Publisher: Palgrave Macmillan (2011)
A Vision of Modern Science examines a pivotal moment in the history of science through the career of the historically neglected Victorian physicist John Tyndall. The book reveals him to be an important figure of the period, whose scientific discoveries and philosophy of science in society are still relevant today.
John Tyndall dedicated much of his career to establishing the scientist as a cultural authority. His campaign to free science from the restraints of theology caused a national uproar, and in his popular books and lectures he promoted scientific education for all classes. Though he was often labeled a materialist, religion played a large role in his vision of science, which drew on the philosophies of Thomas Carlyle and Ralph Waldo Emerson as well as on the beliefs of Tyndall’s mentor, the renowned scientist Michael Faraday. Tyndall’s ideas influenced the development of modern science, and this book argues that, in his efforts to create an authoritative role for scientists in society, he played a significant role in 19th-century history.
“DeYoung’s strategy … is to trace the genealogy of ideas and arguments. She sets out to trace the pedigree of debates and situate them in the intellectual culture of the age. The emphasis, therefore, is on reading and philosophical exchange.”
— Victorian Studies
“Beautifully written and extensively rich in detail, A Vision of Modern Science sets out to show how Tyndall redefined both popular and specialist notions of science during the Victorian period. DeYoung has made an important contribution to the history of science by reminding scholars of the significant role Tyndall played in the development of science. Her book should therefore be considered the go-to biography of this important historical figure.”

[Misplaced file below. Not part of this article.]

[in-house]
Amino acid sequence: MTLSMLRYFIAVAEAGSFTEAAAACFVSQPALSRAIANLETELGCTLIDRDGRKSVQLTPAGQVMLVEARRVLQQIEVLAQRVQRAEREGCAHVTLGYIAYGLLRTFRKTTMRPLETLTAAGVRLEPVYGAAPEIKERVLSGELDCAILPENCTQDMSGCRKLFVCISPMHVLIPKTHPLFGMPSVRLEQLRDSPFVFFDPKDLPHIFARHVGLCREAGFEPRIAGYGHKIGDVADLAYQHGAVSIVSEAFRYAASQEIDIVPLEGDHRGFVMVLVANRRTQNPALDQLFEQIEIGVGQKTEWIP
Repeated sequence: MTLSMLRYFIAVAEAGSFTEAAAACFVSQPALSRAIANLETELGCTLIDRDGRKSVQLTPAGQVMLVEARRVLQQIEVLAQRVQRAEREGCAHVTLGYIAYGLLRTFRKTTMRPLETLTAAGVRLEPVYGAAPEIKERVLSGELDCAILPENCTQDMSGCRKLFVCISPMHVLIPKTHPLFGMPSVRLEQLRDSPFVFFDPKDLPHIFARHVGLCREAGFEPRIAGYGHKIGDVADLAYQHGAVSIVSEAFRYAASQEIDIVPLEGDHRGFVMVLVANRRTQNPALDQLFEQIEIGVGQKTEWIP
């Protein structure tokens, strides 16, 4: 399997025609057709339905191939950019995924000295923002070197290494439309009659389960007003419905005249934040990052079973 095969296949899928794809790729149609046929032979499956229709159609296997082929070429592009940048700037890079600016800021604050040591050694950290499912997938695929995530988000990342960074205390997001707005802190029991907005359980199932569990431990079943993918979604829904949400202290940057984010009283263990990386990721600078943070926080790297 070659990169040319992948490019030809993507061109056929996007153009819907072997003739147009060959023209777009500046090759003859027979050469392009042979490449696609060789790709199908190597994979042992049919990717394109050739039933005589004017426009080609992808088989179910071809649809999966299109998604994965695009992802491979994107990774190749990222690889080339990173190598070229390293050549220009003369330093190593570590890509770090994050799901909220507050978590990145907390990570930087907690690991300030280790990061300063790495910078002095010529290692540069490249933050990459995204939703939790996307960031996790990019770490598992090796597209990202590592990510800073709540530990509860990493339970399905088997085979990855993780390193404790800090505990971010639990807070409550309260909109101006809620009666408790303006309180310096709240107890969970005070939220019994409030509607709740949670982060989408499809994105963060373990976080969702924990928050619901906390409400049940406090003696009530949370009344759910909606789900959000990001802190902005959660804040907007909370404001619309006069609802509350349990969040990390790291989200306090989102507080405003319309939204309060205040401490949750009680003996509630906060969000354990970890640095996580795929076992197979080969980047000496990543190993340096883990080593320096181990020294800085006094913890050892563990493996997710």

— Isis, A Journal of the History of Science Society
“In her book-length study of an important—but somewhat neglected—Victorian physicist, Ursula DeYoung has illuminated the many facets of John Tyndall’s life and thought. The heart of the book is her compelling insight into the central irony of Tyndall’s career: his success in changing the nature of science, and redefining its place in British culture, was achieved at the cost of his own reputation. Engaging and challenging, this is an important contribution to our understanding of how Tyndall’s generation transformed science forever.”
— Bernard Lightman, Science and Technology Studies, York University,
author of Victorian Popularizers of Science
“Compared to Humphry Davy and Michael Faraday, his predecessors at the Royal Institution, John Tyndall has been neglected in the historical literature. DeYoung provides a much needed corrective which above all shows the crucial role that Tyndall played in developing our idea of what constitutes modern science and its place in society.”
— Frank A. J. L. James, Professor of the History of Science at the Royal Institution, London